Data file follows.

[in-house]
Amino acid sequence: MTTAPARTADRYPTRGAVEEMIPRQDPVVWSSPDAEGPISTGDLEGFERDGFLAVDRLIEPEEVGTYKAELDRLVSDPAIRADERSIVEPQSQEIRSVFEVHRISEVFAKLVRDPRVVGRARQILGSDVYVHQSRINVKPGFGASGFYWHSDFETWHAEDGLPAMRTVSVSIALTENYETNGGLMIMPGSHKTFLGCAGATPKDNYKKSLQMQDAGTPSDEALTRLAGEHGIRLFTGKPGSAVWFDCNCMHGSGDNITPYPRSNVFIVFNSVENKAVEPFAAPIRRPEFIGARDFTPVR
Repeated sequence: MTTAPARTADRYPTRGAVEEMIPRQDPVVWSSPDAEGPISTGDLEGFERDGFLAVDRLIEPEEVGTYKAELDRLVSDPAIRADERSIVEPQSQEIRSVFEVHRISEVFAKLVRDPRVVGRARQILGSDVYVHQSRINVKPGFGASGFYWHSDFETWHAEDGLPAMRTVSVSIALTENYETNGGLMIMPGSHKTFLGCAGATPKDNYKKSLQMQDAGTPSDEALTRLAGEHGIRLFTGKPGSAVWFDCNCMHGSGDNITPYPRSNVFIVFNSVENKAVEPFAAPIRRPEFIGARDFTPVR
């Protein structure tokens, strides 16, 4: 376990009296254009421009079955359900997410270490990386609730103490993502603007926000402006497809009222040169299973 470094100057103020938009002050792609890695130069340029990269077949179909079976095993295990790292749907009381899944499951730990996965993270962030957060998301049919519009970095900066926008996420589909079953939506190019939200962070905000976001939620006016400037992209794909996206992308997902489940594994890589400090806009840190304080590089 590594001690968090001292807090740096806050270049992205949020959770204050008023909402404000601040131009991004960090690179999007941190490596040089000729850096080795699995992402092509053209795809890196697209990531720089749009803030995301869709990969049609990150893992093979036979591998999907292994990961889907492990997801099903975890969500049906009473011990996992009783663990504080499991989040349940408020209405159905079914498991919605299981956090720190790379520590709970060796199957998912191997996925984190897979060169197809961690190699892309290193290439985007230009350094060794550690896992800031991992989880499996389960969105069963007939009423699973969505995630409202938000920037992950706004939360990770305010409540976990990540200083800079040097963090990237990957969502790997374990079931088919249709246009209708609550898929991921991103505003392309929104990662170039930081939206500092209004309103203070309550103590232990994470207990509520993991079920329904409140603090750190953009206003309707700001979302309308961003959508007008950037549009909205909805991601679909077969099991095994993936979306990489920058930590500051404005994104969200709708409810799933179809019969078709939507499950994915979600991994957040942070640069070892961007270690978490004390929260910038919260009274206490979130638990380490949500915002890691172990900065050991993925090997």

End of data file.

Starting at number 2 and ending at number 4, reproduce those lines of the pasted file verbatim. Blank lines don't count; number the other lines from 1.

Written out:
Amino acid sequence: MTTAPARTADRYPTRGAVEEMIPRQDPVVWSSPDAEGPISTGDLEGFERDGFLAVDRLIEPEEVGTYKAELDRLVSDPAIRADERSIVEPQSQEIRSVFEVHRISEVFAKLVRDPRVVGRARQILGSDVYVHQSRINVKPGFGASGFYWHSDFETWHAEDGLPAMRTVSVSIALTENYETNGGLMIMPGSHKTFLGCAGATPKDNYKKSLQMQDAGTPSDEALTRLAGEHGIRLFTGKPGSAVWFDCNCMHGSGDNITPYPRSNVFIVFNSVENKAVEPFAAPIRRPEFIGARDFTPVR
Repeated sequence: MTTAPARTADRYPTRGAVEEMIPRQDPVVWSSPDAEGPISTGDLEGFERDGFLAVDRLIEPEEVGTYKAELDRLVSDPAIRADERSIVEPQSQEIRSVFEVHRISEVFAKLVRDPRVVGRARQILGSDVYVHQSRINVKPGFGASGFYWHSDFETWHAEDGLPAMRTVSVSIALTENYETNGGLMIMPGSHKTFLGCAGATPKDNYKKSLQMQDAGTPSDEALTRLAGEHGIRLFTGKPGSAVWFDCNCMHGSGDNITPYPRSNVFIVFNSVENKAVEPFAAPIRRPEFIGARDFTPVR
């Protein structure tokens, strides 16, 4: 376990009296254009421009079955359900997410270490990386609730103490993502603007926000402006497809009222040169299973 470094100057103020938009002050792609890695130069340029990269077949179909079976095993295990790292749907009381899944499951730990996965993270962030957060998301049919519009970095900066926008996420589909079953939506190019939200962070905000976001939620006016400037992209794909996206992308997902489940594994890589400090806009840190304080590089 590594001690968090001292807090740096806050270049992205949020959770204050008023909402404000601040131009991004960090690179999007941190490596040089000729850096080795699995992402092509053209795809890196697209990531720089749009803030995301869709990969049609990150893992093979036979591998999907292994990961889907492990997801099903975890969500049906009473011990996992009783663990504080499991989040349940408020209405159905079914498991919605299981956090720190790379520590709970060796199957998912191997996925984190897979060169197809961690190699892309290193290439985007230009350094060794550690896992800031991992989880499996389960969105069963007939009423699973969505995630409202938000920037992950706004939360990770305010409540976990990540200083800079040097963090990237990957969502790997374990079931088919249709246009209708609550898929991921991103505003392309929104990662170039930081939206500092209004309103203070309550103590232990994470207990509520993991079920329904409140603090750190953009206003309707700001979302309308961003959508007008950037549009909205909805991601679909077969099991095994993936979306990489920058930590500051404005994104969200709708409810799933179809019969078709939507499950994915979600991994957040942070640069070892961007270690978490004390929260910038919260009274206490979130638990380490949500915002890691172990900065050991993925090997």